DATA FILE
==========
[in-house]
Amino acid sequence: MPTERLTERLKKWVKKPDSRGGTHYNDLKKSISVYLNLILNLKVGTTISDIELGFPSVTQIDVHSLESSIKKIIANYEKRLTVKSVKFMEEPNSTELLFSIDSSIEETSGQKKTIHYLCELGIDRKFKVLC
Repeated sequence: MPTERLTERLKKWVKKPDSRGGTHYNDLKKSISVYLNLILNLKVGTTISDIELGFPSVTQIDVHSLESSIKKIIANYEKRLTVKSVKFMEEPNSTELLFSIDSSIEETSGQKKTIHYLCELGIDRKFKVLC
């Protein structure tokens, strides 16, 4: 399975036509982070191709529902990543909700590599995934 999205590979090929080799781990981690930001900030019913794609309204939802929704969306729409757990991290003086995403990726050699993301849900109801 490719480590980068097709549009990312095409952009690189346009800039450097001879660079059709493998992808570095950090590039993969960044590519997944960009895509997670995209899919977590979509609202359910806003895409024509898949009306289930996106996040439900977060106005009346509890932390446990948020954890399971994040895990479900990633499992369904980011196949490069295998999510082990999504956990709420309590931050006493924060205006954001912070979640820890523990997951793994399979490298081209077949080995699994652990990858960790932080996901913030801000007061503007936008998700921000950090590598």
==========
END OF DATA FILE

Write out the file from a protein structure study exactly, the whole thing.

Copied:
[in-house]
Amino acid sequence: MPTERLTERLKKWVKKPDSRGGTHYNDLKKSISVYLNLILNLKVGTTISDIELGFPSVTQIDVHSLESSIKKIIANYEKRLTVKSVKFMEEPNSTELLFSIDSSIEETSGQKKTIHYLCELGIDRKFKVLC
Repeated sequence: MPTERLTERLKKWVKKPDSRGGTHYNDLKKSISVYLNLILNLKVGTTISDIELGFPSVTQIDVHSLESSIKKIIANYEKRLTVKSVKFMEEPNSTELLFSIDSSIEETSGQKKTIHYLCELGIDRKFKVLC
């Protein structure tokens, strides 16, 4: 399975036509982070191709529902990543909700590599995934 999205590979090929080799781990981690930001900030019913794609309204939802929704969306729409757990991290003086995403990726050699993301849900109801 490719480590980068097709549009990312095409952009690189346009800039450097001879660079059709493998992808570095950090590039993969960044590519997944960009895509997670995209899919977590979509609202359910806003895409024509898949009306289930996106996040439900977060106005009346509890932390446990948020954890399971994040895990479900990633499992369904980011196949490069295998999510082990999504956990709420309590931050006493924060205006954001912070979640820890523990997951793994399979490298081209077949080995699994652990990858960790932080996901913030801000007061503007936008998700921000950090590598």